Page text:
KARACHI: Eight vertical health programmes, including the maternal, neonatal and child health and lady health workers programmes, have been integrated and transferred from the development side to the non-development side, a government notification issued here on Thursday stated.

The other programmes, which have been integrated into the Healthcare Delivery Model at primary, secondary and tertiary care levels, are TB Control Programme, HIV/AIDS Control Programme, Malaria Control Programme, Prevention and Control of Hepatitis in Sindh, Maternal, Neonatal and Child Health Programme, Prevention and Control Programme for Dengue and Prevention and Control of Blindness.

“It’s a good step as it would strengthen the primary healthcare system. But, the problem lies with its implementation,” said Dr Abdul Ghafoor Shoro, general secretary of the Pakistan Medical Association-Karachi, adding that other provinces had also taken similar steps but failed to bring about a significant change in the health system.

He was also of the opinion that the provincial health system would not improve unless the government eradicated corruption, started making appointments on merit and ensured proper utilisation of funds.

Seconding his opinion, Dr Mirza Ali Azhar, president of the PMA-Sindh, also described the notification as a positive development and said now these programmes, earlier getting significant funding from foreign donors, would become the Sindh government’s responsibility.

‘It’s a good step as it would strengthen the primary healthcare system’

“Now, these programmes have become part of the budget and the primary healthcare system, which is a positive sign. Concerns of health professionals, however, pertain to the consistent poor performance of the government in the health sector that leaves us with little hope.”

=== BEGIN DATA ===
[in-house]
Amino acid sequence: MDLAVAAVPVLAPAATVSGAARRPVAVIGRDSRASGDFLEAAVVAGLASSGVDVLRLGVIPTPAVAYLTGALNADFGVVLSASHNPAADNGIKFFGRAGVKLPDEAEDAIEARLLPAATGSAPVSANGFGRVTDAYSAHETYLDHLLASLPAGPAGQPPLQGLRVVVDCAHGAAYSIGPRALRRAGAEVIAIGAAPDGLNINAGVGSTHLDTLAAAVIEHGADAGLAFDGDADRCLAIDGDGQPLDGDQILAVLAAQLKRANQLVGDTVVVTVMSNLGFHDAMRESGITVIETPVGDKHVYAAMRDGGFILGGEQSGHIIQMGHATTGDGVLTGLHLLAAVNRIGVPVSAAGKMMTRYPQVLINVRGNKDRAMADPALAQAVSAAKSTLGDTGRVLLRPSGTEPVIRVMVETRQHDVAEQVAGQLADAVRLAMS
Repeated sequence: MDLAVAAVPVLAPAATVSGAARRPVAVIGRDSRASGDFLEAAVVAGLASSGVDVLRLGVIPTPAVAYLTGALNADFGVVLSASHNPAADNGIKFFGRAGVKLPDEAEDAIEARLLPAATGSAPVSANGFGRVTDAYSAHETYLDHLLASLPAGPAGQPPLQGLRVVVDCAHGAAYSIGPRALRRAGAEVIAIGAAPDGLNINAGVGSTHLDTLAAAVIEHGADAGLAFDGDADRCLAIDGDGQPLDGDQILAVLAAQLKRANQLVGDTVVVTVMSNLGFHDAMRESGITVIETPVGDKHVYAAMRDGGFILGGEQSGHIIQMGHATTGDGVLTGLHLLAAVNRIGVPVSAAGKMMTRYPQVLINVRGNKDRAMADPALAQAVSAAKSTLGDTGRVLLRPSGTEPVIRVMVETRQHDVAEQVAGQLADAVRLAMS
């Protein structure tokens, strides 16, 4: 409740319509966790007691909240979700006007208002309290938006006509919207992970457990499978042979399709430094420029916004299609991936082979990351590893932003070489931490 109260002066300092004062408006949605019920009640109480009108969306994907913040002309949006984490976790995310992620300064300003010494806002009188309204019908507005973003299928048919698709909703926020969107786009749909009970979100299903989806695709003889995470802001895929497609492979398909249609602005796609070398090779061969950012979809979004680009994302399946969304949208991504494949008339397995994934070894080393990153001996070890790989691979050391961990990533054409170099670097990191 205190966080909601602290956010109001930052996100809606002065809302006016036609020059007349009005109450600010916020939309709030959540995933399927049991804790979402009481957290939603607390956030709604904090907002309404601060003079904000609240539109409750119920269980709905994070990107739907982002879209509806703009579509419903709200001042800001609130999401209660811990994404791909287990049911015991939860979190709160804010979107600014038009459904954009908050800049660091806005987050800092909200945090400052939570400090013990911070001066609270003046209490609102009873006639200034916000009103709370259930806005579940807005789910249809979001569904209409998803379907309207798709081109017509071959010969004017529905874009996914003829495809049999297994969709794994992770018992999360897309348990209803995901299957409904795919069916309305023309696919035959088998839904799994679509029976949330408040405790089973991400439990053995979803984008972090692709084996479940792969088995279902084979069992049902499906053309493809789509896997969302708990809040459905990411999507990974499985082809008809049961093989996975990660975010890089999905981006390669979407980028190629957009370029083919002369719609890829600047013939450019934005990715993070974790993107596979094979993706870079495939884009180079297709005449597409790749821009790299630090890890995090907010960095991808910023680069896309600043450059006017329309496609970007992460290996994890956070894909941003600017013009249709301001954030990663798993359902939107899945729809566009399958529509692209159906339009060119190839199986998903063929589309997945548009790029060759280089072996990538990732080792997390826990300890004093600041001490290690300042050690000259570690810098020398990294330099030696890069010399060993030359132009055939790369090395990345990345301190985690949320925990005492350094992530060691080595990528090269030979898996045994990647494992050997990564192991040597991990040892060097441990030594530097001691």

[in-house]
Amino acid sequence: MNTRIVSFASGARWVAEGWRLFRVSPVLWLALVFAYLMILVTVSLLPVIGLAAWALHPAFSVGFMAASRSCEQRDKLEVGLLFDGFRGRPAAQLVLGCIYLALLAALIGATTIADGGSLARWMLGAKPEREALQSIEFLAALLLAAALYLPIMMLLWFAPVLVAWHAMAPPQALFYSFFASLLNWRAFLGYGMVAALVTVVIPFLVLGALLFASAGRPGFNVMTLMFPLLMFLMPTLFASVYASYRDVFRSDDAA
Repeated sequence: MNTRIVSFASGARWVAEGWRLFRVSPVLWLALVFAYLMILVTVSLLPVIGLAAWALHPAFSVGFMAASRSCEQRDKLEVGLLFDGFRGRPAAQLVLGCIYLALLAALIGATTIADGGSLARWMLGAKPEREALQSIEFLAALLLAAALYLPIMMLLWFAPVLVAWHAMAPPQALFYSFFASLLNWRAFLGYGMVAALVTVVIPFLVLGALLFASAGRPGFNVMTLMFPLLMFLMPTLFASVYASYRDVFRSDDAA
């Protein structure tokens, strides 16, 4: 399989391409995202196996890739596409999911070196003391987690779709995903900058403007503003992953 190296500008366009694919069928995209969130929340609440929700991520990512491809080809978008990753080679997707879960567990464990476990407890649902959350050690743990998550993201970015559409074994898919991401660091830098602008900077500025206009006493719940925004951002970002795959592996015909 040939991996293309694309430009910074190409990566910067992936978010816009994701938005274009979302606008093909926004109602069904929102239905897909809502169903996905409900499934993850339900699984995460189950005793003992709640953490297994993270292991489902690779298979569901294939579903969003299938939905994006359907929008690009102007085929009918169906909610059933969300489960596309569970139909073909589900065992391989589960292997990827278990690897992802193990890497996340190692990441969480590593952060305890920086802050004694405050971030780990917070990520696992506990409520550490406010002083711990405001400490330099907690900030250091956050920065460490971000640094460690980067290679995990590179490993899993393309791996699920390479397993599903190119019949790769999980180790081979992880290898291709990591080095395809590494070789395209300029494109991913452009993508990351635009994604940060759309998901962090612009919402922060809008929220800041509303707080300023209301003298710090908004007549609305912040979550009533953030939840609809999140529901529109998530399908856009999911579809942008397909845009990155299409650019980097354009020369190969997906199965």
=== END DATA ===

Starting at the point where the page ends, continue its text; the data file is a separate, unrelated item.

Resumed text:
The public health system, he said, was plagued with a host of administrative issues. “The government needs to bring transparency, efficiency and accountability in its affairs.”

Recently, the Pakistan Lady Health Workers Association had held a protest demonstration against the government decision to integrate the lady health workers’ programme.

The government, it said, could not make structural changes in the programme as it’s a violation of the 2013 Supreme Court order which stated that the basic design of the programme could not be changed and the then federal government run by the PPP had agreed to that.

The association had warned that it would fight against this “controversial” step at every forum and seek legal recourse if the government did not withdraw its decision within a week.

The association had also demanded that the service structure should be awarded to lady health workers according to their length of service as was the case with other government departments.

It also criticised the role of district health officers and demanded that the government restore the old mechanism under which expenditure bills were paid through government accounts directly.

Published in Dawn, July 3rd, 2020